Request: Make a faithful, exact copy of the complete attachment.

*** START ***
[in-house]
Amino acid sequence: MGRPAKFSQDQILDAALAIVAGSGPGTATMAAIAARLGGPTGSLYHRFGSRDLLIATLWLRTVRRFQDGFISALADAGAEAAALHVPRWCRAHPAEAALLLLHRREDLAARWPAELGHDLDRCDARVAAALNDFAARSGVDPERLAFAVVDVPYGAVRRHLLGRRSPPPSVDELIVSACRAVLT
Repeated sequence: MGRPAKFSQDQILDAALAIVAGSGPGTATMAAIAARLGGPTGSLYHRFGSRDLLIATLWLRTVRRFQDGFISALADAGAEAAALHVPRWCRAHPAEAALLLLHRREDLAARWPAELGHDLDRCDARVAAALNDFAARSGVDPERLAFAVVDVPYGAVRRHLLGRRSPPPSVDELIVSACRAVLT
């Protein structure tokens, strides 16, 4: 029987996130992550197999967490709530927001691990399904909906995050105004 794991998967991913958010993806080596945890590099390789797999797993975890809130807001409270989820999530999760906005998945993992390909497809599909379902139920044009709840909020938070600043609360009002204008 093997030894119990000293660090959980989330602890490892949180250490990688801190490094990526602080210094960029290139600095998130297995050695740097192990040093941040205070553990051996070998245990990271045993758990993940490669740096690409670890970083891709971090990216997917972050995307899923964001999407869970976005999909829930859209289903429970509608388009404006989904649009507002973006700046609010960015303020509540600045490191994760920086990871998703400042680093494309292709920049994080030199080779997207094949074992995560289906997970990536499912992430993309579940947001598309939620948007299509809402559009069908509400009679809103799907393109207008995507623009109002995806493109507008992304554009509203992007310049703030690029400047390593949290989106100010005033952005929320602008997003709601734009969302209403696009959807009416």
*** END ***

[in-house]
Amino acid sequence: MGRPAKFSQDQILDAALAIVAGSGPGTATMAAIAARLGGPTGSLYHRFGSRDLLIATLWLRTVRRFQDGFISALADAGAEAAALHVPRWCRAHPAEAALLLLHRREDLAARWPAELGHDLDRCDARVAAALNDFAARSGVDPERLAFAVVDVPYGAVRRHLLGRRSPPPSVDELIVSACRAVLT
Repeated sequence: MGRPAKFSQDQILDAALAIVAGSGPGTATMAAIAARLGGPTGSLYHRFGSRDLLIATLWLRTVRRFQDGFISALADAGAEAAALHVPRWCRAHPAEAALLLLHRREDLAARWPAELGHDLDRCDARVAAALNDFAARSGVDPERLAFAVVDVPYGAVRRHLLGRRSPPPSVDELIVSACRAVLT
């Protein structure tokens, strides 16, 4: 029987996130992550197999967490709530927001691990399904909906995050105004 794991998967991913958010993806080596945890590099390789797999797993975890809130807001409270989820999530999760906005998945993992390909497809599909379902139920044009709840909020938070600043609360009002204008 093997030894119990000293660090959980989330602890490892949180250490990688801190490094990526602080210094960029290139600095998130297995050695740097192990040093941040205070553990051996070998245990990271045993758990993940490669740096690409670890970083891709971090990216997917972050995307899923964001999407869970976005999909829930859209289903429970509608388009404006989904649009507002973006700046609010960015303020509540600045490191994760920086990871998703400042680093494309292709920049994080030199080779997207094949074992995560289906997970990536499912992430993309579940947001598309939620948007299509809402559009069908509400009679809103799907393109207008995507623009109002995806493109507008992304554009509203992007310049703030690029400047390593949290989106100010005033952005929320602008997003709601734009969302209403696009959807009416």